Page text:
DOJ Declines to Charge Officers in Tamir Rice Case

The feds claimed a years-long investigation did not provide any evidence that would warrant criminal charges against the officers involved in the 2014 shooting.

Tamir Rice protest

Image via Getty/Robert Nickelsberg

Tamir Rice protest

The officers involved in Tamir Rice's fatal shooting will not face federal criminal charges.

The Justice Department announced the decision Tuesday, nearly two months after closing the long-running, high-profile case. According to, prosecutors who reviewed the investigation determined there was insufficient evidence to bring charges against Timothy Loehmann and Frank Garmback, the Cleveland officers who were involved in the 12-year-old's 2014 death.

"... The government must prove beyond a reasonable doubt that the officers acted willfully," the DOJ wrote in a statement announcing the closing of the case. "This high legal standard — one of the highest standards of intent imposed by law — requires proof that the officer acted with the specific intent to do something the law forbids. It is not enough to show that the officer made a mistake, acted negligently, acted by accident or mistake, or even exercised bad judgment.

"Although Tamir Rice’s death is tragic, the evidence does not meet these substantial evidentiary requirements. In light of this, and for the reasons explained below, career federal prosecutors with both the Civil Rights Division and the U.S. Attorney’s Office concluded that this matter is not a prosecutable violation of the federal statutes."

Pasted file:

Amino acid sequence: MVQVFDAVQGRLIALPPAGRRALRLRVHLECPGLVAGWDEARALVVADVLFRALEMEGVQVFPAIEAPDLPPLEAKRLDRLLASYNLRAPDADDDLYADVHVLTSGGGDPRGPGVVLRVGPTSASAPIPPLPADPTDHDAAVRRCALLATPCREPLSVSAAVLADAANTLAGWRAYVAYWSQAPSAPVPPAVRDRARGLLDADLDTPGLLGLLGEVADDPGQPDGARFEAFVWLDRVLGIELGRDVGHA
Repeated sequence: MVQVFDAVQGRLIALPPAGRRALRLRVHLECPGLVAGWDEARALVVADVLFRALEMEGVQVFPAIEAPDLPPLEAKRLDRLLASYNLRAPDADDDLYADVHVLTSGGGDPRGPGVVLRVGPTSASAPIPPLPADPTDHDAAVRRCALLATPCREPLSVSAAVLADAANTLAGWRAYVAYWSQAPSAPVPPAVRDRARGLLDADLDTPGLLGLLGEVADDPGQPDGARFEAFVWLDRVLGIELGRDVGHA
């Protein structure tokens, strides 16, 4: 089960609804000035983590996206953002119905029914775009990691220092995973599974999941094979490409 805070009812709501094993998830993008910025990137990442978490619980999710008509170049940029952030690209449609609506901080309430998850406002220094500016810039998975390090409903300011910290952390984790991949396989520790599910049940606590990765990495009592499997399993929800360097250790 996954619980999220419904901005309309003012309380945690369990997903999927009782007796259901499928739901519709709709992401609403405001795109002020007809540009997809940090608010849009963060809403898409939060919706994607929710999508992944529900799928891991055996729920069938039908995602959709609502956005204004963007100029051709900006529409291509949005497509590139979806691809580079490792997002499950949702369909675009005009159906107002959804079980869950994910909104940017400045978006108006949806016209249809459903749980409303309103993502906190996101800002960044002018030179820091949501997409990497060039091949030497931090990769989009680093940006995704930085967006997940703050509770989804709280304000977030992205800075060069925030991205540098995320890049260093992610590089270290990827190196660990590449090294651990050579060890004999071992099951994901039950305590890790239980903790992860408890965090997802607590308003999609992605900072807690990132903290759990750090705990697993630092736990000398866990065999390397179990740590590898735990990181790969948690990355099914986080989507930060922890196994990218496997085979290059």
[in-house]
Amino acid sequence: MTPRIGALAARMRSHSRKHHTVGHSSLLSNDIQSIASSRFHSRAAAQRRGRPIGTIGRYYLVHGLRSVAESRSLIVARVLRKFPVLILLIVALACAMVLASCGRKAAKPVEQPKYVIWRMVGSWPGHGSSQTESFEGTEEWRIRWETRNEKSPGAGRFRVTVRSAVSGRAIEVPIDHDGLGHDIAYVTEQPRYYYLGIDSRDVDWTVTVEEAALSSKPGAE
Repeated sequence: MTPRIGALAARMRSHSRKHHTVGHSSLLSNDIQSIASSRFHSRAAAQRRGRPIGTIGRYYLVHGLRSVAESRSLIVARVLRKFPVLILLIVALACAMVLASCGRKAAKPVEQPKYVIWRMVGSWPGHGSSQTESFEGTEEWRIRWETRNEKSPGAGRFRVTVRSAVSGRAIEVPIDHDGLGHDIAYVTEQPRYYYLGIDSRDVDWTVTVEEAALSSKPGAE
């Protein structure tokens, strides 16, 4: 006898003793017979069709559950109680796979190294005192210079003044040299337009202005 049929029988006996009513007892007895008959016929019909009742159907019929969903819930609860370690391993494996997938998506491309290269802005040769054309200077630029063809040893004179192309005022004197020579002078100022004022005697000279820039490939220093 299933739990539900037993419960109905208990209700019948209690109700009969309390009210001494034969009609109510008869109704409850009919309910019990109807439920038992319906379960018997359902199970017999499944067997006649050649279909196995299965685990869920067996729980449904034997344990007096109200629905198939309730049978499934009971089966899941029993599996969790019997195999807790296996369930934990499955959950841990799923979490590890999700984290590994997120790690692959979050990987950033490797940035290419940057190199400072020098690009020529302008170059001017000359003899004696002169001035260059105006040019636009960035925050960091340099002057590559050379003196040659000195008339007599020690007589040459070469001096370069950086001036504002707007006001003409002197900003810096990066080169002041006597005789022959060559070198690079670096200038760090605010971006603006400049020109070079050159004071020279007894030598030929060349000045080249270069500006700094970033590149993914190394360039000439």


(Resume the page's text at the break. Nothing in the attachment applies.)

Tamir was shot and killed November 2014, outside a Cleveland recreation center, where he was reportedly playing with a pellet gun. Police received a report about a possible juvenile wielding a "probably fake" pistol and pointing it at passersby. Tamir's presumed age and the belief that the weapon was probably fake were never relayed to officers. Loehmann arrived at the scene shortly after and shot Rice in the torso. The boy died the next day at MetroHealth Medical Center.

The feds supported their decision by pointing to inconsistent witness statements about the events leading up to Rice's shooting. They also said the footage of the shooting was so low quality it was difficult for prosecutors to determine what exactly happened.

".. The officers believed that they were responding to a playground where a grown man was brandishing a real gun at individuals, presumably including children," the DOJ statement continued. "Video from the CPRC captured the subsequent events. It is important to note that the video footage is grainy, shot from a distance, does not show detail or perspective, and portions of the incident are not visible because of the location of the patrol car. Further, the time lapse footage captures approximately two frames per second at a variable rate, which is incapable of capturing continuous action."

Prosecutors also cleared the officers of obstruction of justice, as there were questions on whether they knowingly made false statements to investigators following the shooting. It was determined that Loehmann and Garmback's statements "were generally consistent, particularly on the seminal facts."

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